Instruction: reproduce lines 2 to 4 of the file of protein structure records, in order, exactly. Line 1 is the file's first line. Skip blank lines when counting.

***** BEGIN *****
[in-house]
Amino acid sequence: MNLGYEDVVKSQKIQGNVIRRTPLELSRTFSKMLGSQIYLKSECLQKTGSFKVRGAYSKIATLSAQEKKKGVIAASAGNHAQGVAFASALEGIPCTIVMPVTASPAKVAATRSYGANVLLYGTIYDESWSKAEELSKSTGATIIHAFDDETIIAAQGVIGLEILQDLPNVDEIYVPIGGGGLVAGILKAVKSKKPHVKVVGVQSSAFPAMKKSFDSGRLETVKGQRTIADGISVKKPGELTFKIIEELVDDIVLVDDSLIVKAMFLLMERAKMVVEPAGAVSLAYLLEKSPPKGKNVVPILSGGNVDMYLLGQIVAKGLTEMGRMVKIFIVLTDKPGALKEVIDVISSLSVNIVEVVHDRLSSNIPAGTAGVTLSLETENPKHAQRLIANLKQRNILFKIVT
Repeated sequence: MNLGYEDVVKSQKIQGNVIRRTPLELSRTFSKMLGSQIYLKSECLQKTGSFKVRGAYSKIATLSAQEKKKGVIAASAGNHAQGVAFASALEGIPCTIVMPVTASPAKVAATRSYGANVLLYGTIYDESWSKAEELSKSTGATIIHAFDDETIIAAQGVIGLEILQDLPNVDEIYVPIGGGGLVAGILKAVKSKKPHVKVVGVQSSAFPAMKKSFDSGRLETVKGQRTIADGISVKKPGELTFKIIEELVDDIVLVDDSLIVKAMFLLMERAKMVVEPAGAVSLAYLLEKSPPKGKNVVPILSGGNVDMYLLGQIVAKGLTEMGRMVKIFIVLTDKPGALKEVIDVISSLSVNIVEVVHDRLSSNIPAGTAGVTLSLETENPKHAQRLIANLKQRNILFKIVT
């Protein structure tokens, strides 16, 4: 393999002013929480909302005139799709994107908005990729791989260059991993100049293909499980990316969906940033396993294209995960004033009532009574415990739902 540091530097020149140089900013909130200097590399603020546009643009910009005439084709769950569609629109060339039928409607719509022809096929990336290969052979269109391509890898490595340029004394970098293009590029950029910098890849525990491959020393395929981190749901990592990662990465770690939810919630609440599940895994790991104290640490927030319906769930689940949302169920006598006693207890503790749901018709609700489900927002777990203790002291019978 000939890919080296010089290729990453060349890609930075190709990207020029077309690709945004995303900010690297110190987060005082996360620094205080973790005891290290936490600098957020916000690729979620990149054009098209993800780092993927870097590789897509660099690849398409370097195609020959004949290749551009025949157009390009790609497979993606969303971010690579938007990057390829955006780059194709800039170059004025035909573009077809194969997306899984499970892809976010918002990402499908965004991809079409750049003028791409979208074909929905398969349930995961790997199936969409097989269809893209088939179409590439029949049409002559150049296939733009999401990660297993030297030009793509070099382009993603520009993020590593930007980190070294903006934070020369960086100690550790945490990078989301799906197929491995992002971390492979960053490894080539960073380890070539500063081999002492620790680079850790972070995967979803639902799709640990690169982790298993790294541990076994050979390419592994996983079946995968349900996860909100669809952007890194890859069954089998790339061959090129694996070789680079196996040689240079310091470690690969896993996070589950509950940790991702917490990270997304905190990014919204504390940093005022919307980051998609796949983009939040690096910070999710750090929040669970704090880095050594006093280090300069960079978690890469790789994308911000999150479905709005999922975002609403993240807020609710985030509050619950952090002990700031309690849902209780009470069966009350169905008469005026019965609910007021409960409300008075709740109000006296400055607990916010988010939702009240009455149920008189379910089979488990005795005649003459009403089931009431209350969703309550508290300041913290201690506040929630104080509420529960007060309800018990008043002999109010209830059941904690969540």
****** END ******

Amino acid sequence: MNLGYEDVVKSQKIQGNVIRRTPLELSRTFSKMLGSQIYLKSECLQKTGSFKVRGAYSKIATLSAQEKKKGVIAASAGNHAQGVAFASALEGIPCTIVMPVTASPAKVAATRSYGANVLLYGTIYDESWSKAEELSKSTGATIIHAFDDETIIAAQGVIGLEILQDLPNVDEIYVPIGGGGLVAGILKAVKSKKPHVKVVGVQSSAFPAMKKSFDSGRLETVKGQRTIADGISVKKPGELTFKIIEELVDDIVLVDDSLIVKAMFLLMERAKMVVEPAGAVSLAYLLEKSPPKGKNVVPILSGGNVDMYLLGQIVAKGLTEMGRMVKIFIVLTDKPGALKEVIDVISSLSVNIVEVVHDRLSSNIPAGTAGVTLSLETENPKHAQRLIANLKQRNILFKIVT
Repeated sequence: MNLGYEDVVKSQKIQGNVIRRTPLELSRTFSKMLGSQIYLKSECLQKTGSFKVRGAYSKIATLSAQEKKKGVIAASAGNHAQGVAFASALEGIPCTIVMPVTASPAKVAATRSYGANVLLYGTIYDESWSKAEELSKSTGATIIHAFDDETIIAAQGVIGLEILQDLPNVDEIYVPIGGGGLVAGILKAVKSKKPHVKVVGVQSSAFPAMKKSFDSGRLETVKGQRTIADGISVKKPGELTFKIIEELVDDIVLVDDSLIVKAMFLLMERAKMVVEPAGAVSLAYLLEKSPPKGKNVVPILSGGNVDMYLLGQIVAKGLTEMGRMVKIFIVLTDKPGALKEVIDVISSLSVNIVEVVHDRLSSNIPAGTAGVTLSLETENPKHAQRLIANLKQRNILFKIVT
């Protein structure tokens, strides 16, 4: 393999002013929480909302005139799709994107908005990729791989260059991993100049293909499980990316969906940033396993294209995960004033009532009574415990739902 540091530097020149140089900013909130200097590399603020546009643009910009005439084709769950569609629109060339039928409607719509022809096929990336290969052979269109391509890898490595340029004394970098293009590029950029910098890849525990491959020393395929981190749901990592990662990465770690939810919630609440599940895994790991104290640490927030319906769930689940949302169920006598006693207890503790749901018709609700489900927002777990203790002291019978 000939890919080296010089290729990453060349890609930075190709990207020029077309690709945004995303900010690297110190987060005082996360620094205080973790005891290290936490600098957020916000690729979620990149054009098209993800780092993927870097590789897509660099690849398409370097195609020959004949290749551009025949157009390009790609497979993606969303971010690579938007990057390829955006780059194709800039170059004025035909573009077809194969997306899984499970892809976010918002990402499908965004991809079409750049003028791409979208074909929905398969349930995961790997199936969409097989269809893209088939179409590439029949049409002559150049296939733009999401990660297993030297030009793509070099382009993603520009993020590593930007980190070294903006934070020369960086100690550790945490990078989301799906197929491995992002971390492979960053490894080539960073380890070539500063081999002492620790680079850790972070995967979803639902799709640990690169982790298993790294541990076994050979390419592994996983079946995968349900996860909100669809952007890194890859069954089998790339061959090129694996070789680079196996040689240079310091470690690969896993996070589950509950940790991702917490990270997304905190990014919204504390940093005022919307980051998609796949983009939040690096910070999710750090929040669970704090880095050594006093280090300069960079978690890469790789994308911000999150479905709005999922975002609403993240807020609710985030509050619950952090002990700031309690849902209780009470069966009350169905008469005026019965609910007021409960409300008075709740109000006296400055607990916010988010939702009240009455149920008189379910089979488990005795005649003459009403089931009431209350969703309550508290300041913290201690506040929630104080509420529960007060309800018990008043002999109010209830059941904690969540």